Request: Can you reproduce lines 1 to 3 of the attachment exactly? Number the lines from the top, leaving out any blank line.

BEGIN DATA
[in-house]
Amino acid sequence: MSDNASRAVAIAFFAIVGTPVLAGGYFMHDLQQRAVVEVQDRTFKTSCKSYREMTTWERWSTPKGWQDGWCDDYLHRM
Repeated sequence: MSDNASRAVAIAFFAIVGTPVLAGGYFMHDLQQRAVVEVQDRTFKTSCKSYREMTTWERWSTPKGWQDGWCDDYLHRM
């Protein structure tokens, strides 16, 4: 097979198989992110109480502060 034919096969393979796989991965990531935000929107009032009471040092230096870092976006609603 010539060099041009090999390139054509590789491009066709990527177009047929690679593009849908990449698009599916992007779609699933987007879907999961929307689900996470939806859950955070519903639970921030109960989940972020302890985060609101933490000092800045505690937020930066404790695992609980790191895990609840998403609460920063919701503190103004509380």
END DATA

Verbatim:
[in-house]
Amino acid sequence: MSDNASRAVAIAFFAIVGTPVLAGGYFMHDLQQRAVVEVQDRTFKTSCKSYREMTTWERWSTPKGWQDGWCDDYLHRM
Repeated sequence: MSDNASRAVAIAFFAIVGTPVLAGGYFMHDLQQRAVVEVQDRTFKTSCKSYREMTTWERWSTPKGWQDGWCDDYLHRM